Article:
YUTA TSUNASHIMA, Nikkei staff writer
TOKYO — Japanese companies sold off part of their businesses in 219 cases in the nine months through September, the most for the period since the global financial crisis a decade ago.
Back then, corporations restructured to stanch their bleeding. But now, they are taking advantage of today’s favorable conditions to shed noncore operations and invest the proceeds in priority areas.
Sales of subsidiaries and other business units jumped 16% from a year earlier, transaction levels not seen since 2010, according to data from Tokyo-based merger and acquisition consultancy Recof. The numbers reflect deals decided on by listed companies and exclude sales of overseas subsidiaries.
Some companies are essentially switching out one business for another. Takeda Pharmaceutical completed its purchase of Shire, gaining access to the Irish company’s pipeline of orphan drugs. Takeda separately agreed to sell businesses involved in eye drops and a surgical patch. The drugmaker is looking to carve out noncore operations, which contribute around 20% of revenue.
Electronic device maker Omron is shedding fat, selling wholly owned subsidiary Omron Automotive Electronics to Nidec for 100 billion yen ($934 million) around the end of October.
Omron’s automotive electronic components business accounts for 15% of overall consolidated sales while logging an operating margin under 5%. Keeping up with auto-sector innovations proved too costly, so Omron decided to concentrate on control devices and health care. Proceeds from the sale will go toward growth investment.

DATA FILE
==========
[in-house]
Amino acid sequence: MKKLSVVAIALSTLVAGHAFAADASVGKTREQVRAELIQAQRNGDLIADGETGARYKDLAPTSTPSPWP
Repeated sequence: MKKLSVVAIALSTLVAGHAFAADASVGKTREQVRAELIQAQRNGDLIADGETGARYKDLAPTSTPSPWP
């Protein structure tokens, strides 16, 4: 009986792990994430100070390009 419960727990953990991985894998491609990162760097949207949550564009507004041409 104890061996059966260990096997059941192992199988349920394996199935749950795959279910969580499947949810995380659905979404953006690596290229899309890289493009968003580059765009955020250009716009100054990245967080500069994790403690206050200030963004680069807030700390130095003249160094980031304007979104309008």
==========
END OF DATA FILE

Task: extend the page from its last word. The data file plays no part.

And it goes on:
Japanese corporations historically tended to hold on to business assets in the interest of preserving jobs, letting them go only when they became unprofitable. Now operations are put on the block if they are deemed noncore.
Roughly 90% of buyers this year are domestic companies. And corporate Japan remains burdened by poorly performing operations. Among all business segments of companies on the first section of the Tokyo Stock Exchange, a quarter have operating margins below 3% or are losing money.
Progress has been made, but not fast enough for critics. Roughly 1 business unit a year is cut loose for every 10 Japanese companies, based on data from Ministry of Economy, Trade and Industry — about half the rate in Western economies.